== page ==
Submarines prowl the ocean floor, while ships above carefully skirt the limits of international waters. On dry land, guards patrol high fences surrounding acres of huge golf ball-shaped radar domes. In the skies, airplanes knife through the stratosphere, while higher up orbiting electronic ears listen to whispers from the planet below.
They're all trolling a vast sea of electromagnetic signals in hopes of catching a terrorist plot in the making, a shady arms deal, economic intelligence, or a rogue nation building a weapon of mass destruction. This so-called signals intelligence, or Sigint, has been vital to the United States and its allies for decades. But, in the wake of 9/11 and the failure to capture Osama bin Laden, the shortcomings of the world's biggest interception system are apparent.
The ships, planes, antennas, and satellites are the result of a triumph of Cold War engineering, designed to keep tabs on the Soviet Union and its allies. The question now is: how useful is the system against terrorists who know not to trust their satellite phones? How effective can it be in an age when almost untappable fiber-optic lines carry information at stupefying rates and cheap, off-the-shelf encryption systems can stump the most powerful supercomputers on earth?
Given the veil of secrecy drawn by nations around their intelligence operations, these questions might seem unanswerable, but even top-secret agencies have to operate in the real world, making it possible to draw some conclusions.
Those findings paint an intriguing picture of modern Sigint, in which the best way past a tough problem can be to solve a different one. Rather than the creation of ever more sensitive receivers or code-breaking computers, the hot areas of cloak-and-dagger information gathering include tapping fiber-optic cables (even at the bottom of the sea); using tiny bugging devices and old fashioned bribery, blackmail, and burglary to get at data before it has been encrypted; exploiting software flaws and poorly configured communications systems to bypass data-security measures; and automatically winnowing the vast amounts of intercepted communications.
Big brother or white elephant?
The old workhorse surveillance system described above is run by the United States—with the United Kingdom, Canada, Australia, and New Zealand as junior partners—under the secret 1947 UKUSA agreement. Often referred to as Echelon in the popular press, some fear it as the ultimate Big Brother: listening in on every telephone conversation, reading every e-mail, tracking every Web surfer around the globe.
But these fears are greatly exaggerated, explains Gerhard Schmid, vice president of the European Parliament and rapporteur of a 2001 report to the parliament on the UKUSA system. Schmid notes an obvious fact that many seem to forget: only those communications that the system has access to in some way can be intercepted. "There is no special magic physics for secret services....The rest is movie stories, rumors, and nonsense," says Schmid.
In effect, whether or not the Sigint system is of value boils down to a technical question: in the face of a telecommunications explosion that has brought e-mail, cellphones, beepers, instant messaging, fiber-optic cables, faxes, videoconferencing, and the World Wide Web to every corner of the globe, can the UKUSA intelligence agencies attain enough access to know what's going on?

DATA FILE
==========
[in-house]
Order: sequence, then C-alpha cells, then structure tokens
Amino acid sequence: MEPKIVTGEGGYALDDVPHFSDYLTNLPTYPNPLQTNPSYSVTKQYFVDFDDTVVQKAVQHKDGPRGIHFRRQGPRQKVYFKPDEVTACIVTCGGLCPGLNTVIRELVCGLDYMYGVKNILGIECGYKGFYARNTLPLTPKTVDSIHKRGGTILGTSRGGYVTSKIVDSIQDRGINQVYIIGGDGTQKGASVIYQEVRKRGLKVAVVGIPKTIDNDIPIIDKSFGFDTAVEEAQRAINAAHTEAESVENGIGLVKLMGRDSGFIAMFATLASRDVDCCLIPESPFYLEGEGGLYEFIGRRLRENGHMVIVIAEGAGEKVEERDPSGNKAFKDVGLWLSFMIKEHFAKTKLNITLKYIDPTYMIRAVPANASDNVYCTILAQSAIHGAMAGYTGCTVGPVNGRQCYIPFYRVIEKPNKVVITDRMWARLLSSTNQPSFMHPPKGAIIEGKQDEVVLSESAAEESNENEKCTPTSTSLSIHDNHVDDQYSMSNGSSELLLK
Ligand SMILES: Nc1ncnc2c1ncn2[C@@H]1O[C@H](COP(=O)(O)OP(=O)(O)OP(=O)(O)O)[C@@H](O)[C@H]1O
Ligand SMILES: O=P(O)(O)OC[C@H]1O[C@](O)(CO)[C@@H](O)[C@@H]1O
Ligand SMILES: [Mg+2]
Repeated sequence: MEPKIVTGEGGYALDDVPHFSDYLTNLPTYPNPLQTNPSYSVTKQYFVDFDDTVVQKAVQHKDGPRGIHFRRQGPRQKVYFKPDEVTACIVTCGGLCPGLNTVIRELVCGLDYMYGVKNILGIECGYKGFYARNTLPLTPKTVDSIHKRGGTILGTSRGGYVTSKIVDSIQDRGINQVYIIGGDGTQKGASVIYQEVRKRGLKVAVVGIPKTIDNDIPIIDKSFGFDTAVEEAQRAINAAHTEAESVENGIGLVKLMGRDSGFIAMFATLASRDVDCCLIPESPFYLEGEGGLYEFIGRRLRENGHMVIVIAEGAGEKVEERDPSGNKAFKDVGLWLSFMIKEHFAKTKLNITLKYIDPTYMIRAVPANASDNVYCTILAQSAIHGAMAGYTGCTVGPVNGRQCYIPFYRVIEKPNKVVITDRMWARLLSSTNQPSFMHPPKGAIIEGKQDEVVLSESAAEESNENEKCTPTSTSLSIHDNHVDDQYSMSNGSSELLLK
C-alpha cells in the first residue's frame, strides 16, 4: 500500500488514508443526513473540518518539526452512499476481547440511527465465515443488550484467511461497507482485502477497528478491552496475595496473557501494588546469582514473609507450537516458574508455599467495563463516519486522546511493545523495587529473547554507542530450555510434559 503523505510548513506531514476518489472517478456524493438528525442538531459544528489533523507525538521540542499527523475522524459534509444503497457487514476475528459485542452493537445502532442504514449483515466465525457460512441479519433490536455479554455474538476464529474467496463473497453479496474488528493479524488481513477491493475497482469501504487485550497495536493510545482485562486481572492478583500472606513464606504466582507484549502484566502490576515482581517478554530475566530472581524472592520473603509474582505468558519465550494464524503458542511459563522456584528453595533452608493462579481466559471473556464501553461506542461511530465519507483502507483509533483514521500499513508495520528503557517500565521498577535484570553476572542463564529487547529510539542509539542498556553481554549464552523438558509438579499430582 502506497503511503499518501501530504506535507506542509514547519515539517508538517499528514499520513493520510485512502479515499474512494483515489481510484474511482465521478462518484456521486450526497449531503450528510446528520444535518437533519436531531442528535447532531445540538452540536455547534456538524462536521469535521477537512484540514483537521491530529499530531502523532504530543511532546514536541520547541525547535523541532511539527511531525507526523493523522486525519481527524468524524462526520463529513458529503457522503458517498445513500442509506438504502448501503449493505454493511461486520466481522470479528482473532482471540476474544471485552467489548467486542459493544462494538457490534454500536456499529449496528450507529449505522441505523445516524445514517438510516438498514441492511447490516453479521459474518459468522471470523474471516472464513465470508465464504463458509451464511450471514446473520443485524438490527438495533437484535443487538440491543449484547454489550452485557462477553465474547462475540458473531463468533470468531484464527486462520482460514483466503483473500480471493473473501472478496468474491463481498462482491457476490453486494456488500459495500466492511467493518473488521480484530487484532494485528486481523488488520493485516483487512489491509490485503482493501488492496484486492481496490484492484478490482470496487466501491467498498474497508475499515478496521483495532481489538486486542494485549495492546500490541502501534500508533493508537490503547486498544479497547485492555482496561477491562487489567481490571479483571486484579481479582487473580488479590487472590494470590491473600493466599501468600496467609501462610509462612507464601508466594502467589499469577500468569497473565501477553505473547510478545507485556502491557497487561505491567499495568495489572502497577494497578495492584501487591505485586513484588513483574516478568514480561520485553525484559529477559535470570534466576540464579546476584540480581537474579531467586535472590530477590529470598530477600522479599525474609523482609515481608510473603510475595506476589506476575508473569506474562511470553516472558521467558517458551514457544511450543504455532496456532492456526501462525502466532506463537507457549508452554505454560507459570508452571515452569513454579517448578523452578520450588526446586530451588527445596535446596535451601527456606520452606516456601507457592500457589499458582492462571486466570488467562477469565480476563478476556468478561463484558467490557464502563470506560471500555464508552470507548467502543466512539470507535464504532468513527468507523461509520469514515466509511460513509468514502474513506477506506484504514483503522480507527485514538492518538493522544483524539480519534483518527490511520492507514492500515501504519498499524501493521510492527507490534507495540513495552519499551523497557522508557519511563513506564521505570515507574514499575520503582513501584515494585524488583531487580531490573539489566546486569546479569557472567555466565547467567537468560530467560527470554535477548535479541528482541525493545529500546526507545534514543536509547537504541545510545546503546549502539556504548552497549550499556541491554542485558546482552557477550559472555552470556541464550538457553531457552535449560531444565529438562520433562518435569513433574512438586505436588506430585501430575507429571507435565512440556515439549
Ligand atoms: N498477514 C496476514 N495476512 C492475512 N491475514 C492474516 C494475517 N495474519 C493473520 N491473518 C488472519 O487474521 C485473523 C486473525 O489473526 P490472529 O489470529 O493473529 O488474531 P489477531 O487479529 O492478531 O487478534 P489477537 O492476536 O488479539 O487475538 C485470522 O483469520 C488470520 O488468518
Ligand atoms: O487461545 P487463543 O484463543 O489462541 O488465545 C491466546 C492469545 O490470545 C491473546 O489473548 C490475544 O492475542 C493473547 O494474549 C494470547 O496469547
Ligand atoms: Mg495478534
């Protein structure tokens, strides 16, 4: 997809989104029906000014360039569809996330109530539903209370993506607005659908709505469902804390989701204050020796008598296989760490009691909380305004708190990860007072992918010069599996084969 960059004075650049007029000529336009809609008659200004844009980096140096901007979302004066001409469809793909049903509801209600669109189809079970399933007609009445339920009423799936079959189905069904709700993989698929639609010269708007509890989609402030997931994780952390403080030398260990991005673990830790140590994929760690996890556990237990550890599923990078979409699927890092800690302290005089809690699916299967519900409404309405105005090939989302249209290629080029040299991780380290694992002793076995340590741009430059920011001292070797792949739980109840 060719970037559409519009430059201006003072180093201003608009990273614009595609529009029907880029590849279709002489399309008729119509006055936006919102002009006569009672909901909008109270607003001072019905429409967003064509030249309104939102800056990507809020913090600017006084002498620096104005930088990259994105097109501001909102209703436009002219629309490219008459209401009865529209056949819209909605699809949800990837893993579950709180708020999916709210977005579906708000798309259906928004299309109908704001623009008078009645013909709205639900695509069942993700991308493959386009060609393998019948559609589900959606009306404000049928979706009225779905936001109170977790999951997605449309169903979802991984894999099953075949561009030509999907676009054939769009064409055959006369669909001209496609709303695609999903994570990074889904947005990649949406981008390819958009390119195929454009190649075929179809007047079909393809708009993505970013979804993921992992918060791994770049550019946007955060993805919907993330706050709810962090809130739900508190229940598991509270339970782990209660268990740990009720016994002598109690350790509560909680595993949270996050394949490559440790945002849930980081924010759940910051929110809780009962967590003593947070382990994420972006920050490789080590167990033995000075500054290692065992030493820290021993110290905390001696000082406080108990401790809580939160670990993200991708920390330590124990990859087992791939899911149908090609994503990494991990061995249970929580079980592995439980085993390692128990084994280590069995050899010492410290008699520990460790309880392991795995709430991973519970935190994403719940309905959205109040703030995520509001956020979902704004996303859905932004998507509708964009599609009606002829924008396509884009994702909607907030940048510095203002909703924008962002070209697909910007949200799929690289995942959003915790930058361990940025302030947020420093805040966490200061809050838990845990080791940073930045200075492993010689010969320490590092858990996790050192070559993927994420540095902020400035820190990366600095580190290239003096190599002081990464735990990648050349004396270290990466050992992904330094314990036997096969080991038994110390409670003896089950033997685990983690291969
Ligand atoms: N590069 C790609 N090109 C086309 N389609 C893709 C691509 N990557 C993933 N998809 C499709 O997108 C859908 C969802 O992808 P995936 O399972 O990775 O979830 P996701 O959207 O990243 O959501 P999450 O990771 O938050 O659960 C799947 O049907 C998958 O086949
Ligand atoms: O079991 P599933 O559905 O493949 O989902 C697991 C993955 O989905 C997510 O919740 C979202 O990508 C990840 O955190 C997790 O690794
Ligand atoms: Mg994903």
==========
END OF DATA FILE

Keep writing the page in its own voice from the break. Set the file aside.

Of course, some communications are easier to access than others. Wireless communications in particular offer two key advantages—you can intercept them without physically tapping into the target's communications system, and there is no way to detect that they have been intercepted. "Microwave, radio, telephone, walkie-talkie—communications that are in the air are all interceptible by some sort of antenna in the right place," says Jeffrey T. Richelson, author of The U.S. Intelligence Community (Westview Press, Boulder, Colo., 1999).
Much of the UKUSA system's physical assets around the world and orbiting above it are devoted to making sure there is an antenna in the right place. Listening posts of varying scale dot the earth—including on top of every U.S. embassy. Many are attached to military installations, while some are operated remotely. Others are mobile, on navy ships and submarines and on specially modified planes such as the EP-3 that crash-landed in China in 2001. For decades these eavesdroppers provided much of the intelligence community's Sigint.
But, for tactical and technical reasons, the well began to dry up at the start of the 1990s. The biggest tactical problem was that the Soviet Union's collapse kicked the legs out from under a monitoring network built up over decades. "There were some easy things about the Soviet Union," says James Bamford, author of Body of Secrets: Anatomy of the Ultra-Secret National Security Agency (Doubleday, New York, 2001). "The first one was you always knew where it was. You could invest a lot of money in a big listening post in Japan near Vladivostok because the Soviet navy was always going to be there."
Apart from being easily located on a map, the USSR also generated a steady stream of routine radio and microwave transmissions to provide grist for the intelligence wheel. "It's completely different when you're going after sporadic miniwars and terrorism," says Bamford.
The technical issues arose from the Internet-driven telecommunications explosion, the most serious consequence of which is the ever increasing shift toward fiber-optic-based international communications. The shift was due to the commercially attractive fact that one fiber can carry 128 times as much digital traffic as a satellite transponder—over 240 000 channels, each carrying 64 kb/s.